• chapterfive
    chapterfive Member Posts: 5

    Thank you, wonderful ladies, for sharing your wisdom, experience, personal stories, input, guidance and time writing such comprehensive responses to my concerns. Reading all this has helped me tremendously and has lightened the weight on my mind. I'm very grateful to you! Take good care of yourselves ❤️ @mavericksmom @aprilgirl1 @exbrnxgrl @spookiesmom @laughinggull

  • denton10
    denton10 Member Posts: 4
    edited August 20

    I was diagnosed in March of this year 60 yr, IDC, 6mm, Grade 1, negative nodes, Stage 1A, est/pr +, her2 neg. Onco type score 21 7% with AI 14% without. Lumpectomy in May, targeted accelerated 5 treatment radiation in July, started anastrozole end of July. I have struggled with this as well. I haven’t fully committed to it yet. I ask myself every single day if I’m going to take it today. My s/e have been minimal so far but there are s/e. I also have some radiation issues going on as well. I’m trying my best to ride it out and hope it levels out soon. I have an appointment with my MO in September. I decided to take the try it and see how it works out route. Obviously, I want to give it a fair chance because it does help with reoccurrence. Hopefully, I will feel a little better by then. You are not alone.

  • wendy55
    wendy55 Member Posts: 1


    I too am in Stage 1 with low reoccurance score. Doctor put me on letrozole. Took for about 15 days and stopped. The SE started to kick in, and I was miserable. The joint pain in my knees was bad, I couldn't walk well and was hunching over. The pain spread to my hips, my back, and even in my hands. My mood dropped and became very miserable. I felt like I was having major PMS. I stopped because I couldn't tolerate the joint pain. Before my BC diagnosis, I was in therapy for a year with knee issues, and was in constant pain all the time. I don't know if the SE would get better, but all I know is I wouldn't swallow another pill to find out. Have an appointment with the doctor, but I'm not sure if I want to stick with this either. It's too difficult for me right now. My breast is still recovering from radiation, and this medication even started having the breast ache. AT this point I don't know what I want to do. I can't live my life like this. I know all are saying to take it it can save your life, but what life do you have if you are miserable? These drugs have so many side effects, I'm just not sure. Bless those that have no issues with it. But I have to work, and I don't have the time to nurse my misery if you know what I mean. This whole thing is very depressing. My score is 4% with AI's, 8% if I don't take it, so the doctor says. No history.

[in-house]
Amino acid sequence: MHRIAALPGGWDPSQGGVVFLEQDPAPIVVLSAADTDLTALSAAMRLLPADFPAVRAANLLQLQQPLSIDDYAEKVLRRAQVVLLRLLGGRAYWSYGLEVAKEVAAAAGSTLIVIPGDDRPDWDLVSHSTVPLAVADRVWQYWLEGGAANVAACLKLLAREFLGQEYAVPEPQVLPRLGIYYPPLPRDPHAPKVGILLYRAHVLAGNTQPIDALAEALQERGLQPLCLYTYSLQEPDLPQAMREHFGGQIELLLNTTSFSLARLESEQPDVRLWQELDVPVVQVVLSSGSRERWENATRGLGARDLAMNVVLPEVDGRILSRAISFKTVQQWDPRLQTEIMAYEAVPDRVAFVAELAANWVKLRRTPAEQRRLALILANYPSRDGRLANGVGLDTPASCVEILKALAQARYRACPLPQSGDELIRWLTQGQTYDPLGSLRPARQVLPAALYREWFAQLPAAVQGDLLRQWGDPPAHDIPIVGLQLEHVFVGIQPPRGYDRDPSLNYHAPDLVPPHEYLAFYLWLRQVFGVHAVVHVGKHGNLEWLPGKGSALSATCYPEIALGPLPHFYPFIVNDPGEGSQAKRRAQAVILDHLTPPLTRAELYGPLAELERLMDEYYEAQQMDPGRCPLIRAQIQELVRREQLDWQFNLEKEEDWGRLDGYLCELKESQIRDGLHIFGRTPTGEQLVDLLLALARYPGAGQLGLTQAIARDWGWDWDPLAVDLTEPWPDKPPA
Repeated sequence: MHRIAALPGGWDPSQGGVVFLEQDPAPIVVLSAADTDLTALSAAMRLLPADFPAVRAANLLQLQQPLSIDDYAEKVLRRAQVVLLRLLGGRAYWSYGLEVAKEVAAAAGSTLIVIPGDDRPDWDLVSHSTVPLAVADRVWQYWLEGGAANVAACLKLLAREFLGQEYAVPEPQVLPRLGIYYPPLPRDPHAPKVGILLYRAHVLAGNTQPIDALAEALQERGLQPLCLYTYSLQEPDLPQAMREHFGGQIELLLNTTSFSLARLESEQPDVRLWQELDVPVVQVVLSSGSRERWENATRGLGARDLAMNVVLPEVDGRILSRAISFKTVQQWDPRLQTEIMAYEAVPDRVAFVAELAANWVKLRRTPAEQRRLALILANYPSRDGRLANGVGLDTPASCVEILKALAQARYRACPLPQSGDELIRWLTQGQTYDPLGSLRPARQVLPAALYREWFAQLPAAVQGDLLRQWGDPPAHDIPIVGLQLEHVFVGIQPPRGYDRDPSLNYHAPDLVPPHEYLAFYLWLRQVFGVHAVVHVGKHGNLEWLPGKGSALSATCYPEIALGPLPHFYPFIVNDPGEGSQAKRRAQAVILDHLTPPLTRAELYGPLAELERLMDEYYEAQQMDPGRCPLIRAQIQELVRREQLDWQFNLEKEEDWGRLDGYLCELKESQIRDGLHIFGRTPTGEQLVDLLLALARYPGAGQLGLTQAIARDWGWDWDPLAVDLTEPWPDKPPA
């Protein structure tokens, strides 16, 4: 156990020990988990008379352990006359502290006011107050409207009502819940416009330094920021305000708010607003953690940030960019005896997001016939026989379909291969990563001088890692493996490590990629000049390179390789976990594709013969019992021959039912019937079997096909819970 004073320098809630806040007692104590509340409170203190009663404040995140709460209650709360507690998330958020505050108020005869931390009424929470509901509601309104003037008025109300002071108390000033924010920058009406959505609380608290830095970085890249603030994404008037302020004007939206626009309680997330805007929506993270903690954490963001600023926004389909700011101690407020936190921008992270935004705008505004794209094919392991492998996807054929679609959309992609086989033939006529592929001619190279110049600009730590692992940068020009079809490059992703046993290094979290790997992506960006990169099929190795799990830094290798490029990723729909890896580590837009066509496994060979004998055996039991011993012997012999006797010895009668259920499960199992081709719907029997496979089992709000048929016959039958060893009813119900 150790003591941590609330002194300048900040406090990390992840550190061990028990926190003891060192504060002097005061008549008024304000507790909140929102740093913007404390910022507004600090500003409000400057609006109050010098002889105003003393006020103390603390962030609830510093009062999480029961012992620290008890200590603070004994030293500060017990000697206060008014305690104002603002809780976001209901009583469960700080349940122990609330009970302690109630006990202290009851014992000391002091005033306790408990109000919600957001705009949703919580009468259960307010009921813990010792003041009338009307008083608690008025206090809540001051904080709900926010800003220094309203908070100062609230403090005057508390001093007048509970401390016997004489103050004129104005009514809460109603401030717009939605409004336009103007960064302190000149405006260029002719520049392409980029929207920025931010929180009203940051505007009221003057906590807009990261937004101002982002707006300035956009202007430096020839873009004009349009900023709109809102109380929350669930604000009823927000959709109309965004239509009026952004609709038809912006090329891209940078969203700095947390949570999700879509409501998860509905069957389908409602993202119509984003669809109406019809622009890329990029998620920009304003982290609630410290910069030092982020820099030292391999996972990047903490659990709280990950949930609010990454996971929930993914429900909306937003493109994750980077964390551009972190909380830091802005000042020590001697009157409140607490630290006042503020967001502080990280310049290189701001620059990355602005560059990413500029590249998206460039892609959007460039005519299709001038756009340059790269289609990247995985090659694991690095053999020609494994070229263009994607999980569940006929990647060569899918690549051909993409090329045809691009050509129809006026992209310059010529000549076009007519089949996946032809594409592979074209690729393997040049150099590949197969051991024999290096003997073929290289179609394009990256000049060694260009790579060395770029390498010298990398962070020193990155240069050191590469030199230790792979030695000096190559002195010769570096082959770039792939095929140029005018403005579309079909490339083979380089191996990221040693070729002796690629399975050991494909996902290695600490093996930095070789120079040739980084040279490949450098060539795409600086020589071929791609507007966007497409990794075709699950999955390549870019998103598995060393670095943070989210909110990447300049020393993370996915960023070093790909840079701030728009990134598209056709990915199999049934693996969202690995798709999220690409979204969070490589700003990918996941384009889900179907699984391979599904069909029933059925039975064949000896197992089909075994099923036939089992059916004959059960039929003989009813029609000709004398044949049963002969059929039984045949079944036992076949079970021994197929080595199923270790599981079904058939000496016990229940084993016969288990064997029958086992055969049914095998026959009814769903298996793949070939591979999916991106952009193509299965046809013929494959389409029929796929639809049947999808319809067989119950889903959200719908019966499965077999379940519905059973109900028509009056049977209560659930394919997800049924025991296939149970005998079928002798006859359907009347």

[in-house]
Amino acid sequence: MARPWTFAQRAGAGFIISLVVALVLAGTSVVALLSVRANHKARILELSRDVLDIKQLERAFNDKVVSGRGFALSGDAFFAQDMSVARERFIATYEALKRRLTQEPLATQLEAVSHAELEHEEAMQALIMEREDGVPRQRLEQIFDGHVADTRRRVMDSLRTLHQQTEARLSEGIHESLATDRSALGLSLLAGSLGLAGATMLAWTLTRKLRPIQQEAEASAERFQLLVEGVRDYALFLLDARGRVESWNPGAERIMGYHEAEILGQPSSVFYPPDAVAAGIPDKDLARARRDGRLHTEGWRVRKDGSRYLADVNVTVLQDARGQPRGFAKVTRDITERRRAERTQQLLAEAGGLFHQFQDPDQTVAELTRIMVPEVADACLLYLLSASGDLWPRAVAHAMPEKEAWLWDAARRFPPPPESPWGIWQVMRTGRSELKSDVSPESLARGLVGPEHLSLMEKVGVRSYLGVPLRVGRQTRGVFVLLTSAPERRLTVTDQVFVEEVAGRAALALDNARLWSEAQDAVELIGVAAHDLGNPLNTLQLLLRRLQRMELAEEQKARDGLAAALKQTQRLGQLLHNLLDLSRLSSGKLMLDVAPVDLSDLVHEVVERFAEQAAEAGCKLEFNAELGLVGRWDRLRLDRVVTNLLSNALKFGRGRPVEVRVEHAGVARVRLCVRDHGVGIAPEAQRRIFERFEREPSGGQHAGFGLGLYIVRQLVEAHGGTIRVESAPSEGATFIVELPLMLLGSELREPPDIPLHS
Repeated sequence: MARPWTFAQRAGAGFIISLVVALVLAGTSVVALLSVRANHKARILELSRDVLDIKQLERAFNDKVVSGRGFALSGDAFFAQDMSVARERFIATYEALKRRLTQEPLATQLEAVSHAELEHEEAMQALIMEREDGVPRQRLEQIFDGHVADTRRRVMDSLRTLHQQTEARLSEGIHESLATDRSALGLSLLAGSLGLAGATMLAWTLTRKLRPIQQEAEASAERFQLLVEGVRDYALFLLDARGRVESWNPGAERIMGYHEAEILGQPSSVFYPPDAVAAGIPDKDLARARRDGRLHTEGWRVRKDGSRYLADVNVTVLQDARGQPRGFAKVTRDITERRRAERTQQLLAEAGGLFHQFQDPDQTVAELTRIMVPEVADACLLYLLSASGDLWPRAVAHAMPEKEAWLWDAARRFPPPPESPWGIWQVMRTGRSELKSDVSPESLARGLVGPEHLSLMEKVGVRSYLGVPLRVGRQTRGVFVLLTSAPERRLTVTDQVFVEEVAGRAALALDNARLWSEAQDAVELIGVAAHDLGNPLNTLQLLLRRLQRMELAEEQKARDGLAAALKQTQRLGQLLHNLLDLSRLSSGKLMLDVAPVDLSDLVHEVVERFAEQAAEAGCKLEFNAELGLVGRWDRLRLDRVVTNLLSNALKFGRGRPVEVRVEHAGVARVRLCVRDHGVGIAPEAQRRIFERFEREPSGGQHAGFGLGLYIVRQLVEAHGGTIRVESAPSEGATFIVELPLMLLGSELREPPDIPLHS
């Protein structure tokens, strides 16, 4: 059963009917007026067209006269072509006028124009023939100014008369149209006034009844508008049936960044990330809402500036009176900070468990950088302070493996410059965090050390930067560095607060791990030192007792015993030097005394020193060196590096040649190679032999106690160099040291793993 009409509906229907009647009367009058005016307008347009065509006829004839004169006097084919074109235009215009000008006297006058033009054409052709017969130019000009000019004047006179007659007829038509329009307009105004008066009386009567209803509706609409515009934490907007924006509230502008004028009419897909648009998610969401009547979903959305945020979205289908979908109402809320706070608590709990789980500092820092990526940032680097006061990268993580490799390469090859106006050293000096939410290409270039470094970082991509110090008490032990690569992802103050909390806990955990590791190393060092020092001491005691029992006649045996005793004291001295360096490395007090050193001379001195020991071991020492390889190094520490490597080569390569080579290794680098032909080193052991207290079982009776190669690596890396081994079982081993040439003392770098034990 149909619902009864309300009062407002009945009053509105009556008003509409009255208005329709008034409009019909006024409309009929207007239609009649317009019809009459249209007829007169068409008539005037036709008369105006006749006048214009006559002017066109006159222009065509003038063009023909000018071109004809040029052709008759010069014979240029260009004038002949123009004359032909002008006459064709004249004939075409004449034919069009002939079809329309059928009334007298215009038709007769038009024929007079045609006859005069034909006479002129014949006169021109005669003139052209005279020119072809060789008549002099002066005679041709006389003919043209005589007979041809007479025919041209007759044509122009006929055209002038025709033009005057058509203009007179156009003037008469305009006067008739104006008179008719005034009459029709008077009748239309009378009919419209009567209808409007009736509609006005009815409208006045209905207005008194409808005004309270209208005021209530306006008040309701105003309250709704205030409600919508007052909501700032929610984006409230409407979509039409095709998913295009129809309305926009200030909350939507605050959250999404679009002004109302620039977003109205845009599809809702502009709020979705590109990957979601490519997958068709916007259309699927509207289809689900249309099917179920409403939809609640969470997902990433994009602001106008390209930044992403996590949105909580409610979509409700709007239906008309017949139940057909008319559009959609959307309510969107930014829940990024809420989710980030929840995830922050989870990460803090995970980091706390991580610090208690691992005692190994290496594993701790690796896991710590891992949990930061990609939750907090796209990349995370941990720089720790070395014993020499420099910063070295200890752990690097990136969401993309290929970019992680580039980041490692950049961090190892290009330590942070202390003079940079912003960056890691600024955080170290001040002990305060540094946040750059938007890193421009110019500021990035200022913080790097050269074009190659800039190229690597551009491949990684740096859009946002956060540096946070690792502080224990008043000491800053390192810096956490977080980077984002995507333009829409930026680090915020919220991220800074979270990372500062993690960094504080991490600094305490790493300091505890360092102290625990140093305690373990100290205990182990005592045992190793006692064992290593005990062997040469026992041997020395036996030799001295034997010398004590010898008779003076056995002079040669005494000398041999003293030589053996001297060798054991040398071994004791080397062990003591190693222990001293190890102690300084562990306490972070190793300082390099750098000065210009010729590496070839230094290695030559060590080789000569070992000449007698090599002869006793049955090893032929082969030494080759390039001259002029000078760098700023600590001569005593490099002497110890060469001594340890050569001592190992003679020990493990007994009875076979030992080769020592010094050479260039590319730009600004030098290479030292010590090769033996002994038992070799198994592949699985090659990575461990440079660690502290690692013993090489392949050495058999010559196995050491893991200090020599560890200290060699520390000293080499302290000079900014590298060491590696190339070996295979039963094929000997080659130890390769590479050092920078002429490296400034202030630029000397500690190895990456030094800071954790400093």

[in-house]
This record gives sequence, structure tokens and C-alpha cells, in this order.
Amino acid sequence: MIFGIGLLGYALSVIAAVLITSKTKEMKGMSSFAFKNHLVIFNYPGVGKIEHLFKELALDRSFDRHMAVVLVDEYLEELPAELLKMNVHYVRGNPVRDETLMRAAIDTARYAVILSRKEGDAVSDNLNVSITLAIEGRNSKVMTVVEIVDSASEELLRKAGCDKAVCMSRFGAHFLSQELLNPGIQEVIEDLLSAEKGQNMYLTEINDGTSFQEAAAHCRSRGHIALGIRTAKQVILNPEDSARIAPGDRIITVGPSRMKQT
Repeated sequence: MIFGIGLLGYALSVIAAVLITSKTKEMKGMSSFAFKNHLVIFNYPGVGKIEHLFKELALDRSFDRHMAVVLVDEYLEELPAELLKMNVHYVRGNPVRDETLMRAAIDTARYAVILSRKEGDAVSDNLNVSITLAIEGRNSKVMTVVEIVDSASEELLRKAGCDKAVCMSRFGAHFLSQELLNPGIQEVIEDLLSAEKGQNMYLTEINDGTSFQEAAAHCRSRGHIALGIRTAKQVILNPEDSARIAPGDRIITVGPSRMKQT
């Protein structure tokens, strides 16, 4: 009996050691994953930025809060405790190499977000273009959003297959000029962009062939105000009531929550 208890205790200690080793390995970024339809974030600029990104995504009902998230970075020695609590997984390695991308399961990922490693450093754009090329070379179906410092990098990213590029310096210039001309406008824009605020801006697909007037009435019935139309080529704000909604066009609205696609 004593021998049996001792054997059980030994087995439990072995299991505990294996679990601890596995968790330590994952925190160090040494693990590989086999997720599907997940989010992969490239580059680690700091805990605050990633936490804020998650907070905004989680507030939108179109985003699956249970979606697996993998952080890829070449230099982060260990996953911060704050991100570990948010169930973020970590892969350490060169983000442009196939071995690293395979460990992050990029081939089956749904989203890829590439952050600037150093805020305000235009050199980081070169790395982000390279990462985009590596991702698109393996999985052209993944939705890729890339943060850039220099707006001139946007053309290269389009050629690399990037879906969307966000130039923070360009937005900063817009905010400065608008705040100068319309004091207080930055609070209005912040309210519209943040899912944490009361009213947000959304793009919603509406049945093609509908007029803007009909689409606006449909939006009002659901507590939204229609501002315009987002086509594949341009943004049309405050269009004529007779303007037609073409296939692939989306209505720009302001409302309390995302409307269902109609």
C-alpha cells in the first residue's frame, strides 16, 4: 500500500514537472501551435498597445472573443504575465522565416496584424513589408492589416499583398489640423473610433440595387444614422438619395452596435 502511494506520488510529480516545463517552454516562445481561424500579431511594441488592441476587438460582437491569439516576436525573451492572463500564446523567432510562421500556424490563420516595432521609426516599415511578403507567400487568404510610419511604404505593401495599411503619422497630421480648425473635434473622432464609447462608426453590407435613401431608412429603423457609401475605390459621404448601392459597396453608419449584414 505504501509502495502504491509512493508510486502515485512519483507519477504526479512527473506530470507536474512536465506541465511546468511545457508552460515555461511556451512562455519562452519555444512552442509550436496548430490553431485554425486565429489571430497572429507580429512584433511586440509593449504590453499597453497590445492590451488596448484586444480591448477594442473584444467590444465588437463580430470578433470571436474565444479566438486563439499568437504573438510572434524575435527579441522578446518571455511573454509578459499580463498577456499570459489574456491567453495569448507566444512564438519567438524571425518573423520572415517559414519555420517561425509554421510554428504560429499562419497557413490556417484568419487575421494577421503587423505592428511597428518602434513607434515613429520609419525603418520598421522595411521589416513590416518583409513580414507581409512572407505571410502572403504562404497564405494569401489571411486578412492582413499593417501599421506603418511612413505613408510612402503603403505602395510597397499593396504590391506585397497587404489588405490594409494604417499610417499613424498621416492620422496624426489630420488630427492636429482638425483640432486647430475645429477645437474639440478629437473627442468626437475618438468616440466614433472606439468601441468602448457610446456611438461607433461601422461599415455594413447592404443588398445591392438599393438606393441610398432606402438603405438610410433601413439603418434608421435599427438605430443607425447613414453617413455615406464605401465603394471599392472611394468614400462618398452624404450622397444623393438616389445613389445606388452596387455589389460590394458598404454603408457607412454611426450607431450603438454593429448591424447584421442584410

• katg
    katg Member Posts: 193

    All of you, the journey is so different, yet a few similarities remain. Breast cancer and its numbers are so varied. I found my 5 cm lump, a biopsy at my new doctor and hospital. Referral to COH, a 4- cycle treatment for the cancer. Then my genetic test came back and i did have the Brca2 mutation. What???? I had 12 weekly cycles of 2 chemos……then 1 more chemo. In my first 5 months. I was given Femara in February of 2022. So far, I have been on it since then. For 5 years or possibly 10. Side effects? Looks like i could get a blood check to check my cholesterol. I am not sure if it has affected that. But right now, I have far less side effects now that i am only on Femara (letrozole) and Plavix.

    I had been on herceptin/perjeta infusions for 18 rounds ending in mid March of 2023. Lynparza for 12 months ending in mid June of 2023. Ending both of those lessened neuropathy, joint pain and the dreadful metal taste in my mouth. Not really dreadful, just a noticeable thing that reminded me i was on active treatment.

    It is all about you and what you want!!! I have had a double mastectomy and my ovaries and fallopian tubes removed. Brca2 has a better chance of returning in those body parts. Estrogen is not my friend. Do i know the long term affects? No. I was stage 2/grade 3 with no nodes. The research hospital at the City of Hope has a treatment plan. I am in the "survivor stage " now. It has been 2 years since it started.